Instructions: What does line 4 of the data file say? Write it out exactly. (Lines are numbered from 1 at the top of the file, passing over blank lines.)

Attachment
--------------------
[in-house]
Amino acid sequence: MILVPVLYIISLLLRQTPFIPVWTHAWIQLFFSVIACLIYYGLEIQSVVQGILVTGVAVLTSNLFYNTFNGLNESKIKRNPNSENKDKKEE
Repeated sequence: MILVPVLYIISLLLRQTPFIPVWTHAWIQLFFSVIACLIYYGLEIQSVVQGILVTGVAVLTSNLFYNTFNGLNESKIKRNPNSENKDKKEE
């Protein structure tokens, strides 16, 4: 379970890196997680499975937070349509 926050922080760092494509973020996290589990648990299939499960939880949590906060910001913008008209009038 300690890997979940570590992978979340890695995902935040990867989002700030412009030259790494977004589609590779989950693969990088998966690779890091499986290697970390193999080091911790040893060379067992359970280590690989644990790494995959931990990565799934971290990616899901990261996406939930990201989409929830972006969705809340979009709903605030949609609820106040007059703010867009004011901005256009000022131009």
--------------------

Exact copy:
């Protein structure tokens, strides 16, 4: 379970890196997680499975937070349509 926050922080760092494509973020996290589990648990299939499960939880949590906060910001913008008209009038 300690890997979940570590992978979340890695995902935040990867989002700030412009030259790494977004589609590779989950693969990088998966690779890091499986290697970390193999080091911790040893060379067992359970280590690989644990790494995959931990990565799934971290990616899901990261996406939930990201989409929830972006969705809340979009709903605030949609609820106040007059703010867009004011901005256009000022131009």